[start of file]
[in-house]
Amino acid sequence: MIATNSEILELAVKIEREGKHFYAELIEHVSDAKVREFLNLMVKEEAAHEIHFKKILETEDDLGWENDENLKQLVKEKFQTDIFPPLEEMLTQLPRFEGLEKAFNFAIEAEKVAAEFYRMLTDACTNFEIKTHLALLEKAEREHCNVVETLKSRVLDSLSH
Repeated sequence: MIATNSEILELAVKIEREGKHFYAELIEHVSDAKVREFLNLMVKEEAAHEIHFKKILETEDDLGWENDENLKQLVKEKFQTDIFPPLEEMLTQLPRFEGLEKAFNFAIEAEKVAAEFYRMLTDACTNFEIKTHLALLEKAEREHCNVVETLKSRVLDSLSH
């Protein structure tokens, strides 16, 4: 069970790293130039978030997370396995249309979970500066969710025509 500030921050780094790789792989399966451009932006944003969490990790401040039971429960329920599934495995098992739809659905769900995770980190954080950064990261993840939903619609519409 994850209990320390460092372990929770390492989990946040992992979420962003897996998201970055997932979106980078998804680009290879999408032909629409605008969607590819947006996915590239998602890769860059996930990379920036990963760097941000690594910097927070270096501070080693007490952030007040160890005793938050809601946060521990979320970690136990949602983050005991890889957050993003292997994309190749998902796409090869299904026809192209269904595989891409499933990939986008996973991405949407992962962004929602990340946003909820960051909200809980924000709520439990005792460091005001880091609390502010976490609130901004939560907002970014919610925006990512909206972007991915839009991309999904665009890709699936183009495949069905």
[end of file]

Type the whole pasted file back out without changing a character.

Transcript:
[in-house]
Amino acid sequence: MIATNSEILELAVKIEREGKHFYAELIEHVSDAKVREFLNLMVKEEAAHEIHFKKILETEDDLGWENDENLKQLVKEKFQTDIFPPLEEMLTQLPRFEGLEKAFNFAIEAEKVAAEFYRMLTDACTNFEIKTHLALLEKAEREHCNVVETLKSRVLDSLSH
Repeated sequence: MIATNSEILELAVKIEREGKHFYAELIEHVSDAKVREFLNLMVKEEAAHEIHFKKILETEDDLGWENDENLKQLVKEKFQTDIFPPLEEMLTQLPRFEGLEKAFNFAIEAEKVAAEFYRMLTDACTNFEIKTHLALLEKAEREHCNVVETLKSRVLDSLSH
């Protein structure tokens, strides 16, 4: 069970790293130039978030997370396995249309979970500066969710025509 500030921050780094790789792989399966451009932006944003969490990790401040039971429960329920599934495995098992739809659905769900995770980190954080950064990261993840939903619609519409 994850209990320390460092372990929770390492989990946040992992979420962003897996998201970055997932979106980078998804680009290879999408032909629409605008969607590819947006996915590239998602890769860059996930990379920036990963760097941000690594910097927070270096501070080693007490952030007040160890005793938050809601946060521990979320970690136990949602983050005991890889957050993003292997994309190749998902796409090869299904026809192209269904595989891409499933990939986008996973991405949407992962962004929602990340946003909820960051909200809980924000709520439990005792460091005001880091609390502010976490609130901004939560907002970014919610925006990512909206972007991915839009991309999904665009890709699936183009495949069905």